Burn Baby, Burn? NOT!
If you never burned a plastic spoon at least once as a child then you may have missed out on a classic childhood event. However, those days of sneaking behind the house, watching those poor spoons or foam cups melt over a fire are long gone now and actually, if you never did such a thing as a kid kudos to you for being green at such an early age. While an ever burning trash pile may sound like fun for kids, it is actually terrible on the environment and to human health.
“Backyard burning” as it is often called, is most common in rural areas as garbage pickups can sometimes be inefficient or non-existent. While this may seem like the best option for some, burning trash can cause a multitude of problems. Burning household garbage releases toxic chemicals or, dioxins, since it is mostly comprised of plastics. Because plastic can sometimes be made of different compounds dioxins are greatly affected by the amount of time it burns, how high the temperature gets while burning and how the garbage is burned. Meaning, if garbage is burned in a semi-closed container such as a trash can it is more likely to get hotter and therefore release more concentrated dioxins than an open pit fire. When these dioxins are released through combustion the smoke can take many years to settle and actually end up in the atmosphere for quite some time.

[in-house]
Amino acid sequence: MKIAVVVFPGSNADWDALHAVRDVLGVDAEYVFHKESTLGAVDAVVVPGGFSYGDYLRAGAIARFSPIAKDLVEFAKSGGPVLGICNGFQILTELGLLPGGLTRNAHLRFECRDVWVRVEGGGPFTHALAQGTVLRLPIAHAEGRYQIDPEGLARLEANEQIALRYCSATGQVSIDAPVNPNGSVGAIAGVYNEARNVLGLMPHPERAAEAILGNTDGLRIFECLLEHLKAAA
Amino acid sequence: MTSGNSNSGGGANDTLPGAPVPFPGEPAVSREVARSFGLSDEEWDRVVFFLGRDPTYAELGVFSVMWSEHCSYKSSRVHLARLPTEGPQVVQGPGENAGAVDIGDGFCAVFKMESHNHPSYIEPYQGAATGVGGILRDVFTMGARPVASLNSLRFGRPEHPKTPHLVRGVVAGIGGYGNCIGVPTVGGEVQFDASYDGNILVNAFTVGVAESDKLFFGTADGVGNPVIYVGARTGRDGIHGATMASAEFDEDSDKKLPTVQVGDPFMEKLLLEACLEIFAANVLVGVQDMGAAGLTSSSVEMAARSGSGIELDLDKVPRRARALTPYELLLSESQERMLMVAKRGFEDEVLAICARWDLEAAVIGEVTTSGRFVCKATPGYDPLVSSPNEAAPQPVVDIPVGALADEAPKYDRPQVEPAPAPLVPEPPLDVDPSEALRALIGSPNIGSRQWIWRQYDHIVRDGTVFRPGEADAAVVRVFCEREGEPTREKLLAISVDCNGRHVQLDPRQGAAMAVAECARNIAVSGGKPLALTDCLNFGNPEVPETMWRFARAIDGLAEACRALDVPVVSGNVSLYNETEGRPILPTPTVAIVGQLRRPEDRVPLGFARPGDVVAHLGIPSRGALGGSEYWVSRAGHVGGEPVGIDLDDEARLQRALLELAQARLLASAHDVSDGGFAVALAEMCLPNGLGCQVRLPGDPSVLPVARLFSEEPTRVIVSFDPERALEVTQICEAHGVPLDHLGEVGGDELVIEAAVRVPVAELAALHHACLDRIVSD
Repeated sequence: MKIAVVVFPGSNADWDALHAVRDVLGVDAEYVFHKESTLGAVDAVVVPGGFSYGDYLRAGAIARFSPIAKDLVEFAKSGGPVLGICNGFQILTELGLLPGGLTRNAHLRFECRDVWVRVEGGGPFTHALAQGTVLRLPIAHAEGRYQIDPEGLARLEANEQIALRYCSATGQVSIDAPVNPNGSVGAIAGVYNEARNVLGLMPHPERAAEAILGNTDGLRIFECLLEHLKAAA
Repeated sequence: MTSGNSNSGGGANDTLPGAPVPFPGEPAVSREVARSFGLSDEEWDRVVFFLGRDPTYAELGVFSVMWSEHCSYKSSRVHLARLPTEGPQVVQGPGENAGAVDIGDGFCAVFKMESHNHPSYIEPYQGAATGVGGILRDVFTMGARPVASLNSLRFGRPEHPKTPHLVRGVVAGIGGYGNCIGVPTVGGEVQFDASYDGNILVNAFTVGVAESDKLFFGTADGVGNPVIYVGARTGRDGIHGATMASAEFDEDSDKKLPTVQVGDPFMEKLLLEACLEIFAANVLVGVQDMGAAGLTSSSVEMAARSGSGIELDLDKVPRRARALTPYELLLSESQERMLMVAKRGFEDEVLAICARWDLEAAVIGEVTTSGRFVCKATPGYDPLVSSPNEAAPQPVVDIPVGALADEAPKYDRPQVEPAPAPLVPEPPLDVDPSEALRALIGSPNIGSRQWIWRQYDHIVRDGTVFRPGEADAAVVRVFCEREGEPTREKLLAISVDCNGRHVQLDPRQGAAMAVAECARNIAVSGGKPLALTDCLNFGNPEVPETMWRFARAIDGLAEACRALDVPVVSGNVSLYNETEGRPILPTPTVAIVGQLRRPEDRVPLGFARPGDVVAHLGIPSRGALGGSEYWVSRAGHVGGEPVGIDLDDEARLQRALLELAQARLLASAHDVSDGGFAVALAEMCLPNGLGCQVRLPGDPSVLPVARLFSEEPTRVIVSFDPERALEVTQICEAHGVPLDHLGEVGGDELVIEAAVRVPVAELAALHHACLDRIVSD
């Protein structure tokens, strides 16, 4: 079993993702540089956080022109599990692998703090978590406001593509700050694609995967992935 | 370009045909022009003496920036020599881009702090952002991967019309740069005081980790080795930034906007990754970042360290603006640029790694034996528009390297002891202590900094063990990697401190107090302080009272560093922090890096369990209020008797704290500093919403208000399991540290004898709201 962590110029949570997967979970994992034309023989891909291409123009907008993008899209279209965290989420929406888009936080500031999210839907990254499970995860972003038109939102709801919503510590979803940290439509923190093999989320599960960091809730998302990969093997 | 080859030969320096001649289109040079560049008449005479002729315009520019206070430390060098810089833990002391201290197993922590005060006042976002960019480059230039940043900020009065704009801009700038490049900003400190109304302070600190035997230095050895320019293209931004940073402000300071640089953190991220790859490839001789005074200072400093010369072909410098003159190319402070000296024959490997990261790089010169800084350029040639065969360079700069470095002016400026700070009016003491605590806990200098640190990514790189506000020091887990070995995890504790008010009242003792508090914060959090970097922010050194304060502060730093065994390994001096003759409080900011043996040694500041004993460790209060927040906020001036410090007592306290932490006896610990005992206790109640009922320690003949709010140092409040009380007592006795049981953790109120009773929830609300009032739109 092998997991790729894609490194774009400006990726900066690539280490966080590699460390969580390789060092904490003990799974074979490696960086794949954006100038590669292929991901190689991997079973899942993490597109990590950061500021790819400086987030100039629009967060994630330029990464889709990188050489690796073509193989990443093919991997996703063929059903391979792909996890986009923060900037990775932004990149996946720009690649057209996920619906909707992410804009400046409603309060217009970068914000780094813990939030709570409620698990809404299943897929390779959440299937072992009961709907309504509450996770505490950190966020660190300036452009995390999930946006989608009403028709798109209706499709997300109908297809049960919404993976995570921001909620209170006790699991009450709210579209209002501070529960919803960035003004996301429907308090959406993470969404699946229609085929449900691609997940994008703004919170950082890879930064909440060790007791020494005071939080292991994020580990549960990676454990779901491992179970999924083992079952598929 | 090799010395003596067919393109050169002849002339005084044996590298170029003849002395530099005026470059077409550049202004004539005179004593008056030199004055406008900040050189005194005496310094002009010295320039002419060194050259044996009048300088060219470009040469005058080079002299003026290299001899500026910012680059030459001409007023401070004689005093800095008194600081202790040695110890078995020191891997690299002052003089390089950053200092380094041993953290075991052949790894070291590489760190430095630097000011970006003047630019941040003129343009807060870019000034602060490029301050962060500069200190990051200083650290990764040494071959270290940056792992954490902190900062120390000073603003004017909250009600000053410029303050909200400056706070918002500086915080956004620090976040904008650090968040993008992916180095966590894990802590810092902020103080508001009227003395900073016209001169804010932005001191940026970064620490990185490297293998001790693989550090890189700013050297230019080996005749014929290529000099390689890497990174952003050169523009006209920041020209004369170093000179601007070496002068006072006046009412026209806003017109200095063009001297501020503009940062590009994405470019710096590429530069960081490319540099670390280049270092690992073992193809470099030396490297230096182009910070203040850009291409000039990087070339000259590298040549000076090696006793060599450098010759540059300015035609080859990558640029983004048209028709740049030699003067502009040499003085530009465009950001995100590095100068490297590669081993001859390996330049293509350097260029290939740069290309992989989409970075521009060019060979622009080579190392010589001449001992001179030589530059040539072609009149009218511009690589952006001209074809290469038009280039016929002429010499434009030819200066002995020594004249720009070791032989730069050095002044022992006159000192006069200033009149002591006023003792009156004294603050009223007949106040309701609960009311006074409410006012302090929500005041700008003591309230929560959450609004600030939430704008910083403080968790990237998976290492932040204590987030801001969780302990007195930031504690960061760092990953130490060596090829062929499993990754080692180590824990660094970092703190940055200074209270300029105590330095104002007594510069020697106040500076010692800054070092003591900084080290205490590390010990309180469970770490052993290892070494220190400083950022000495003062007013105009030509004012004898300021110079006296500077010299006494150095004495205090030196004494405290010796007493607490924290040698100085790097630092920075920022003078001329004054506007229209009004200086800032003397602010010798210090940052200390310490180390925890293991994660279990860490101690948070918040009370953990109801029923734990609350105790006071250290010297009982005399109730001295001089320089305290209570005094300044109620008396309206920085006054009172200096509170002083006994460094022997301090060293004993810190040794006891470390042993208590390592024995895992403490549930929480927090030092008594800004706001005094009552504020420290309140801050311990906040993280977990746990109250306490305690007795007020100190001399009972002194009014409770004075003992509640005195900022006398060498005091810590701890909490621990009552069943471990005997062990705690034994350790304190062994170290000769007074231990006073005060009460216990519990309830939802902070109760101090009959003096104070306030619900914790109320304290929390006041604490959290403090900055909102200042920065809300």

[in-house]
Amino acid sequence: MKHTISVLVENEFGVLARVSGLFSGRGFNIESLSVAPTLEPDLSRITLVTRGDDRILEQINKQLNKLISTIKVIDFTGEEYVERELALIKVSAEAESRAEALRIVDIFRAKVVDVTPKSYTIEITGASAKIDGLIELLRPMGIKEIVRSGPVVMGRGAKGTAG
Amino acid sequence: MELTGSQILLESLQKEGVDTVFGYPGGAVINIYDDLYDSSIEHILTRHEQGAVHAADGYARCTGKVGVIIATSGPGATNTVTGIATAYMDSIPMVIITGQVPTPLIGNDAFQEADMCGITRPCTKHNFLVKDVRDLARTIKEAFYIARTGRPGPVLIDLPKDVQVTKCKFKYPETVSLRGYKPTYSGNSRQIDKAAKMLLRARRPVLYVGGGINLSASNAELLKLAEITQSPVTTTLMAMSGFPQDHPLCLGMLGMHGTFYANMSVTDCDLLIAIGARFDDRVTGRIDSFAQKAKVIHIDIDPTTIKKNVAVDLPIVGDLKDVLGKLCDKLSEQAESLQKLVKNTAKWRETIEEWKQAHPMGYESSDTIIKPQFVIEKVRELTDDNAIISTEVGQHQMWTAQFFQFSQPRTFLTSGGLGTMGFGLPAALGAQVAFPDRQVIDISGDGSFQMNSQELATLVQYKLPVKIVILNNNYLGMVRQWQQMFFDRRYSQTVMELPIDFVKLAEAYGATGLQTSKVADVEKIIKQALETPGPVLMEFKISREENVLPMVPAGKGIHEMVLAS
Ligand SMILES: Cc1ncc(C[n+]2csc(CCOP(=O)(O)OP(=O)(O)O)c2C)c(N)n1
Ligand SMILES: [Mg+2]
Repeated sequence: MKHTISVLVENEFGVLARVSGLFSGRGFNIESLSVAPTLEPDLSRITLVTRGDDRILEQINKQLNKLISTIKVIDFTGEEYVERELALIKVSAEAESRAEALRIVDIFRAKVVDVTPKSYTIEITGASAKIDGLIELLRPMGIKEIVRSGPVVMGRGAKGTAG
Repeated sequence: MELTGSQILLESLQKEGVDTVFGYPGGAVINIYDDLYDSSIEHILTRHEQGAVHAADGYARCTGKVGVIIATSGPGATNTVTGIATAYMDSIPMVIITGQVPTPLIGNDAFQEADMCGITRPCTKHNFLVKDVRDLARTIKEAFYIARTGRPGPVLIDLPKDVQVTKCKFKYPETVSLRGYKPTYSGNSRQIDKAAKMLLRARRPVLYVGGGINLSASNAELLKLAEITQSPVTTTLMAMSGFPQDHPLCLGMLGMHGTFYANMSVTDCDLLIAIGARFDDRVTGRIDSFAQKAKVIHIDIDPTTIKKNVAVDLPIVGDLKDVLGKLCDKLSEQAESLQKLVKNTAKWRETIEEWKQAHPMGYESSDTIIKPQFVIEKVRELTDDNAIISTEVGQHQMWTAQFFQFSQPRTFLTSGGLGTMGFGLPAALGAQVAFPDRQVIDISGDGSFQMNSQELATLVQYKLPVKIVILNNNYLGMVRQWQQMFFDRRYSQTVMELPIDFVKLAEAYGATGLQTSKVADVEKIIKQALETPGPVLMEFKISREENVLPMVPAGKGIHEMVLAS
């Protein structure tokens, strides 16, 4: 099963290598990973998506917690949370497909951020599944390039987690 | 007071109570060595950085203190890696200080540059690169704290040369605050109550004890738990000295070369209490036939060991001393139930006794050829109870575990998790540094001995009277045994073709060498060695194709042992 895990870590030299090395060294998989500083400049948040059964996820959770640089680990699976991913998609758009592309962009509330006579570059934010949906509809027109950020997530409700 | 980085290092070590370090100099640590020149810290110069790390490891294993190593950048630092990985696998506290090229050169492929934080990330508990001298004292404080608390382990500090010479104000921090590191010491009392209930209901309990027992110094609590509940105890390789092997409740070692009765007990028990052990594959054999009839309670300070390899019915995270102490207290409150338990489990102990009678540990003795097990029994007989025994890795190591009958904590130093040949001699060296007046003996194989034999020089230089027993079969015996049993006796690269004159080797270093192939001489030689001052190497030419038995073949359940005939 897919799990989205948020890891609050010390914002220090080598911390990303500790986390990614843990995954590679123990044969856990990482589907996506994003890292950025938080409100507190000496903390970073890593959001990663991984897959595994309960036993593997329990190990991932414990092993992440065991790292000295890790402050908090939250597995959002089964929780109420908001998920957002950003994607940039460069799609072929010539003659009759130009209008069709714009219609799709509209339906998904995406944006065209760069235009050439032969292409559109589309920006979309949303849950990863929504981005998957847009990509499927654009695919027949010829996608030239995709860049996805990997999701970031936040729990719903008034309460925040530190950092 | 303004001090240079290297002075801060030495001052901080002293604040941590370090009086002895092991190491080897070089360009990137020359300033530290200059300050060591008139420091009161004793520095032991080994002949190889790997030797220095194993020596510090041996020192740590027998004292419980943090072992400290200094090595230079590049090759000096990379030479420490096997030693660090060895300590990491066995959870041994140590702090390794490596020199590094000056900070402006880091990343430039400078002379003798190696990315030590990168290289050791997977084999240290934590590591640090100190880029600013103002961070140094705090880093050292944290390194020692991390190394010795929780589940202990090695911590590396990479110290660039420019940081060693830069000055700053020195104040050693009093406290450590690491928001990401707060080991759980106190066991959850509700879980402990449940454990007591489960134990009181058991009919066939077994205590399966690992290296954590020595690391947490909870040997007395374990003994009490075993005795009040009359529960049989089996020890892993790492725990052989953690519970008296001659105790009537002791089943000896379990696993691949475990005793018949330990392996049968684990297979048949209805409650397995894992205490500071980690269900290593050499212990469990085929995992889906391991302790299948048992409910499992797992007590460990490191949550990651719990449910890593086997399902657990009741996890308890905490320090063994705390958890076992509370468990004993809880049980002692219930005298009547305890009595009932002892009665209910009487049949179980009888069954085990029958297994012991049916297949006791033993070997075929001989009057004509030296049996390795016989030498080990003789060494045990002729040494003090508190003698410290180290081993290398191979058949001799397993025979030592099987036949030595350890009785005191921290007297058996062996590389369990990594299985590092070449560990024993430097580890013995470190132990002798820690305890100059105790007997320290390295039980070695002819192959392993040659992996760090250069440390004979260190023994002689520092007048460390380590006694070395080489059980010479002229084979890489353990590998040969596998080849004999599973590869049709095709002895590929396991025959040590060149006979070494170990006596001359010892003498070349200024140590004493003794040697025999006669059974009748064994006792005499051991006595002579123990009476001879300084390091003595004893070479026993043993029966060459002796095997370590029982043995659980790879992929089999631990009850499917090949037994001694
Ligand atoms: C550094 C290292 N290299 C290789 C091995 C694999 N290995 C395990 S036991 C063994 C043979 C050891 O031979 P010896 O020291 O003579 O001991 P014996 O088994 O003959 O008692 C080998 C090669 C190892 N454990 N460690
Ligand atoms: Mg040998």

The EPA has found the burning of garbage to be the number 1 source for dioxin release and it also estimates that burning 10 pounds of trash a day can produce as much air pollution as a modern, well-controlled incinerator burning 400,000 pounds of trash a day. Once those dioxins settle they can get into the water system, onto agricultural fields, which is then ingested by animals and eventually humans. This is not good news for us since some dioxins have been found to be carcinogenic and can affect normal brain and reproductive function. Toxic dioxins have also been found to cause a skin disease similar to acne as well as heart disease and diabetes. With such a great impact on the Earth and on humans, it is important to realize that there are other options for burning trash.
- Reduce your overall consumption and the amount of waste that has to be disposed of in the first place.
- Recycle to lessen the amount of waste that has to be sent to landfills.
- Compost. Decrease your amount of garbage even more by composting plant-based materials instead of just sending them off to the landfill.
- Keep it Professional. Have your garbage collected by a local service that can handle trash more effectively. If none are available, ask around for any existing programs that can help or create a system yourself with your neighbors.
- It’s the law. Depending on where you live and how many people live there, burning garbage may be illegal and could cost you serious fines.